My designs have a Mid-century Modern feel and its appeal is probably subliminal – I come from a long line of architects and, before I went to Chelsea School of Art, lived in the basement of my grandmother’s house, which was full of Ercol and the like. It has a great aesthetic: it’s straightforward, with optimistic colours, and, as a movement, came before Post-Modernism, when everything became tongue-in-cheek. Yet the techniques we use go back to the vernacular of folk art, to traditional Welsh blanket-making and Civil War-era quilt-making, when artisans were anonymous. Look back to ancient history and the appeal of pattern to the eye has barely changed – repetition of any unit has that appeal, from lines of trees as you drive by to aerial views of ploughed fields.
There’s always a demand for blankets – they have such a feeling of nostalgia about them, a sense of nesting – even from places you wouldn’t expect, such as the Philippines. Later this year, we’re going to be blending the cosiness of wool with the papery texture of linen – experimenting with ideas like thatis really important. But I’m just as interested in working within the existing parameters of upholstery-textiles production: what colours you can use, how big a repeated pattern can be and, of course, whether a fabric will work on certain shapes of furniture. I’m sure 99 per cent of upholstery fabric sold around the world is plain, so pattern is definitely our niche.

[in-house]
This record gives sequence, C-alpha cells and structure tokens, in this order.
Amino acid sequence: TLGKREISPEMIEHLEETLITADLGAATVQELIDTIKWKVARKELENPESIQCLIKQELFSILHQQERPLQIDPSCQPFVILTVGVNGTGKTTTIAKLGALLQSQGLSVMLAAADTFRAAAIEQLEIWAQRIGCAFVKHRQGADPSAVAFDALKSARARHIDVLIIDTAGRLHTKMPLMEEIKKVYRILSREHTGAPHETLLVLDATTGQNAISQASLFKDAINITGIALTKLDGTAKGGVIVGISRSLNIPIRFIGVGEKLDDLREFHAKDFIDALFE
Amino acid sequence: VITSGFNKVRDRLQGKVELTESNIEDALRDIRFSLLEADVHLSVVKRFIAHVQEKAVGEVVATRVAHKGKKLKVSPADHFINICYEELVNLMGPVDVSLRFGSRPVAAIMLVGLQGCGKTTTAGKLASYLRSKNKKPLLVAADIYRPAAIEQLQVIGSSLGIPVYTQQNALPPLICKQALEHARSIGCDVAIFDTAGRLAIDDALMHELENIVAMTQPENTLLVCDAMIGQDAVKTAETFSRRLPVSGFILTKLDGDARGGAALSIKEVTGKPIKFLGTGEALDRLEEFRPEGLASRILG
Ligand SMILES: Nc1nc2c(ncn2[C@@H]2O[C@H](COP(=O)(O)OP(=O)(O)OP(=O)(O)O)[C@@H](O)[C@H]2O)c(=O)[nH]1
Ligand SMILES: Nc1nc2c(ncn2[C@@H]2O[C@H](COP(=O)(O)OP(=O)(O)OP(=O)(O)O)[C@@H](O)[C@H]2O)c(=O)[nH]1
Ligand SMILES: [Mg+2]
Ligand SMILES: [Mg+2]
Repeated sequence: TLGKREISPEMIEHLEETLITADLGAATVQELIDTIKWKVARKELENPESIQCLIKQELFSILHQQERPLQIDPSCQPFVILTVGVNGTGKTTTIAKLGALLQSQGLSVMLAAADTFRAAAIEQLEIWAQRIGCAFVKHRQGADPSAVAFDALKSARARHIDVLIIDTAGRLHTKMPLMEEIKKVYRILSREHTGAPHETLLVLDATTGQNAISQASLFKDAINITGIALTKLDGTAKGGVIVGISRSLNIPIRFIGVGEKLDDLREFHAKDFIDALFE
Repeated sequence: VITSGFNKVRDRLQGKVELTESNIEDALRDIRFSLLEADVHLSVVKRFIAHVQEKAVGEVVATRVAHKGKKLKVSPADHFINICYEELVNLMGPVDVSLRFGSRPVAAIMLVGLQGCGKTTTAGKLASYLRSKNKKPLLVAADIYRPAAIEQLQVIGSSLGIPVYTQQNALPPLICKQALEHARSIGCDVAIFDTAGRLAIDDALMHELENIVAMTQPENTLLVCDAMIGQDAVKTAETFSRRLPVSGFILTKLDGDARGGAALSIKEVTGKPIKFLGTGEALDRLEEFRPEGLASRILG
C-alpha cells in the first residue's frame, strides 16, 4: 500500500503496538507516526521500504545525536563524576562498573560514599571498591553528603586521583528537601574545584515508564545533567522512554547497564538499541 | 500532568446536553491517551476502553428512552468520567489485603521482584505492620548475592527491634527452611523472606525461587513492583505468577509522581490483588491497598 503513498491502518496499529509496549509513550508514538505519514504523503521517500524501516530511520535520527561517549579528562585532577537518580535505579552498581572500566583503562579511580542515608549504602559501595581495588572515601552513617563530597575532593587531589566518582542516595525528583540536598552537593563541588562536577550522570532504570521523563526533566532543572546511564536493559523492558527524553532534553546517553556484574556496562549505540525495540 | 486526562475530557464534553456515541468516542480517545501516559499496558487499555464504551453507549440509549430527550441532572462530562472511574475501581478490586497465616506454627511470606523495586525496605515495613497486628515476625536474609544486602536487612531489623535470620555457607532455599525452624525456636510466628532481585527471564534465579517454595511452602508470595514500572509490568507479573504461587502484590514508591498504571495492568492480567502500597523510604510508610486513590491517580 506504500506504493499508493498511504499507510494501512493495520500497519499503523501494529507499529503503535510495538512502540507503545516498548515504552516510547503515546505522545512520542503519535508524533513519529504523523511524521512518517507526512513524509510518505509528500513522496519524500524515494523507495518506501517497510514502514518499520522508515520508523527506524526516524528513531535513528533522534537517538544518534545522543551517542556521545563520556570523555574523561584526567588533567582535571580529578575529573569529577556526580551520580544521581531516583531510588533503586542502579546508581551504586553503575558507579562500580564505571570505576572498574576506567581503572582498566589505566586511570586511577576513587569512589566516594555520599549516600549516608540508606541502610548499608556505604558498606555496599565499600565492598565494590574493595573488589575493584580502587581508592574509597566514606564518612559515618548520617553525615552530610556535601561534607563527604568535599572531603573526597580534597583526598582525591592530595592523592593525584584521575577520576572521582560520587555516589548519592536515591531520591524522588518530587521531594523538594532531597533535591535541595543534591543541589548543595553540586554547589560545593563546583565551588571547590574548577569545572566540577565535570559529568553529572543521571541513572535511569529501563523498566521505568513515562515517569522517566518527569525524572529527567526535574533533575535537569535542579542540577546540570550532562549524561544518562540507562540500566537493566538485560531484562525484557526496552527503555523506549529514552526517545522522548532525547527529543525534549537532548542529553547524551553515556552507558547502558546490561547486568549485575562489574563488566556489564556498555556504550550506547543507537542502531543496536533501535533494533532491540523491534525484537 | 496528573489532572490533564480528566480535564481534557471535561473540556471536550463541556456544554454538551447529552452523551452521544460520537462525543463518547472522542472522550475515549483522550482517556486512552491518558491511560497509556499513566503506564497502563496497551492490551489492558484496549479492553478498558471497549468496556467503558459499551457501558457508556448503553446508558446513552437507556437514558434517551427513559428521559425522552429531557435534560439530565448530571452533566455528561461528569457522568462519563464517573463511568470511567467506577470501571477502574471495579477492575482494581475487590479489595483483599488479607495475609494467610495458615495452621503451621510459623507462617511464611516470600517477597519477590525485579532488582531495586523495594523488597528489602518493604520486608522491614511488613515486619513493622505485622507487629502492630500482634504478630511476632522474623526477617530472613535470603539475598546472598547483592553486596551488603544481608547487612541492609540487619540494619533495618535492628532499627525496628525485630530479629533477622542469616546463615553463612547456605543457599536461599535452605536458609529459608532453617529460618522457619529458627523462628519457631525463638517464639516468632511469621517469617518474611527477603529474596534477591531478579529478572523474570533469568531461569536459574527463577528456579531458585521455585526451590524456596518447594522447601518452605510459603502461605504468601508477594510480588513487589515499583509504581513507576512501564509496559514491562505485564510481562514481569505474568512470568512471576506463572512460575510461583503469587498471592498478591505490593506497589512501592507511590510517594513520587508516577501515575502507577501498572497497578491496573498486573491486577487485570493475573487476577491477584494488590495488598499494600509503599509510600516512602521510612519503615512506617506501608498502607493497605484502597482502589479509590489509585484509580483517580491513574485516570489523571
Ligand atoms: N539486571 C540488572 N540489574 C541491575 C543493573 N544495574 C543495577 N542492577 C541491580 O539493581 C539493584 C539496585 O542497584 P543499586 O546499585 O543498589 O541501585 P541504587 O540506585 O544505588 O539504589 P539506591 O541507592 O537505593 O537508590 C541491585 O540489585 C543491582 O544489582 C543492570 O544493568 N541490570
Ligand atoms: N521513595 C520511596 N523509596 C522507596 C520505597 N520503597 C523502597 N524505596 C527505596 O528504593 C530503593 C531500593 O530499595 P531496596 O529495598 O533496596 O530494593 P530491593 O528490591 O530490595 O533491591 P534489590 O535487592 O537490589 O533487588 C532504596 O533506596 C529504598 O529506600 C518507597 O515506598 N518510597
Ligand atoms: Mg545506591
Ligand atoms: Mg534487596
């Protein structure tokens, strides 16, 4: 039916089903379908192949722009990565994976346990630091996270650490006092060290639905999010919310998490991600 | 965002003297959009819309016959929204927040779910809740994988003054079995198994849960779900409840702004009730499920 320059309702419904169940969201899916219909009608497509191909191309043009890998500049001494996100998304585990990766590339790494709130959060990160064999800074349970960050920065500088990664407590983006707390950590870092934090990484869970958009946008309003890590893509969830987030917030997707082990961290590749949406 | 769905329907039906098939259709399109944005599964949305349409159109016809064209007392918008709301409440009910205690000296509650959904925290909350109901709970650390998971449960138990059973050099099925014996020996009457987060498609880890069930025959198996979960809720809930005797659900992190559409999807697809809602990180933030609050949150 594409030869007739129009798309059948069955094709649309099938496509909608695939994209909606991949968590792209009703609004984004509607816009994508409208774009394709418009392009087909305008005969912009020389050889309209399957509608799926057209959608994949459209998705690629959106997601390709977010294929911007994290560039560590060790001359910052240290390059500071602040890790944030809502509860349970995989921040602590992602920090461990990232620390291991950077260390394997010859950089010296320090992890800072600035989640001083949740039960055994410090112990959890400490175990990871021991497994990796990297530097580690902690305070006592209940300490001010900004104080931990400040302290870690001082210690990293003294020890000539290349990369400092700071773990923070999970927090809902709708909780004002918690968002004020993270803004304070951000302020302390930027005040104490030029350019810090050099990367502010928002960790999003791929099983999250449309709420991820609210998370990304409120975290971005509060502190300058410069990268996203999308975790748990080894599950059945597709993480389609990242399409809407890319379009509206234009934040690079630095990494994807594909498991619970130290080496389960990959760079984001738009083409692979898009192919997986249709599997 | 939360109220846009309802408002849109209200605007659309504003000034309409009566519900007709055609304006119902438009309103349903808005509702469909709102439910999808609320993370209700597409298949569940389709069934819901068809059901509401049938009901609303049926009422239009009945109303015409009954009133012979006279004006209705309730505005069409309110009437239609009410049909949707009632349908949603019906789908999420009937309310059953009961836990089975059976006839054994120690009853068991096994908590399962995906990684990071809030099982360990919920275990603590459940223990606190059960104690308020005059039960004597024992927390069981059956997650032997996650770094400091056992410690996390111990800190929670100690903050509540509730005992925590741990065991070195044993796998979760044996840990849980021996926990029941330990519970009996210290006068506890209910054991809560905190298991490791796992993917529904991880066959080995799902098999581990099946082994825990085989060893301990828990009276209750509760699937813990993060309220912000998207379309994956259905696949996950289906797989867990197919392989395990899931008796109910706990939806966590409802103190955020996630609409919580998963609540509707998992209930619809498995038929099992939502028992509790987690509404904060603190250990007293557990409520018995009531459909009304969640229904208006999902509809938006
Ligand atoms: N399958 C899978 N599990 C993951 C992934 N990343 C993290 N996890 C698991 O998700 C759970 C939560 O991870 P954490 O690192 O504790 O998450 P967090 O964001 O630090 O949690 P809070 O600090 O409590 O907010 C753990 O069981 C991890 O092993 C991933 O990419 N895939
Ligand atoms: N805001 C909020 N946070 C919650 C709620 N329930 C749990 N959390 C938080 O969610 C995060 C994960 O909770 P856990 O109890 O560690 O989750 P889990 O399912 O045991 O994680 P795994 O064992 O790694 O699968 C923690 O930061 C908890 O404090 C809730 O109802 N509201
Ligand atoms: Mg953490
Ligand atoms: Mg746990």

Yasemen Hussein, mixed-media artist, Sydenham, London
It’s a challenge not being in a category, and generally people don’t like it when you’re outside of categories they understand. But I guess, as the eldest daughter in a Turkish Cypriot family growing up in Birmingham, I’m used to busting boundaries.
A V&A representative once visited me and told me they liked my work but wouldn’t know where in the museum to put it, which I took as a compliment. My favourite commission is to be given just a few parameters and then be left to get on with it. The result could be anything: lighting, furniture, hairpieces, jewellery… you name it. There are a lot of Art Deco and Art Nouveau influences in my work – the first time I saw examples of either, it affected me for days. Being self-taught, I still take weeks to pluck up enough courage to start making something.
Basically, I use the material, whatever it is – copper, glass, concrete or fabric – as though drawing with a pencil. It’s naturalistic and fluid – and if I can find someone to teach me how to do that with a material I’m new to, I’ll take that opportunity. Otherwise, there’s quite a lot of bumbling along. I know when a line is balanced, but couldn’t engineer a right angle to save my life. A lot of work – days, weeks, months – goes into each one-off piece, so I cried my eyes out the first time I had to let one of my creations go. I get it: I have to sell them. However, if I could afford it, I wouldn’t let any of my pieces go – I’d be sat alone in a rented flat surrounded by all of them.
I lived on a friend’s farm for three years while I built up a body of work and put together my first few exhibitions. I just had to think, ‘build it and they will come’. Luckily, it worked, and – private commissions for apartments and yachts aside – I’ve made pieces for Victoria’s Secret and Toni & Guy, as well as stage-wear for Katy Perry. Typically, customers have seen something I’ve made and liked it and wanted to commission me – I don’t have an agent and I’ve never worked in much of a linear fashion. Everything just comes out of left field.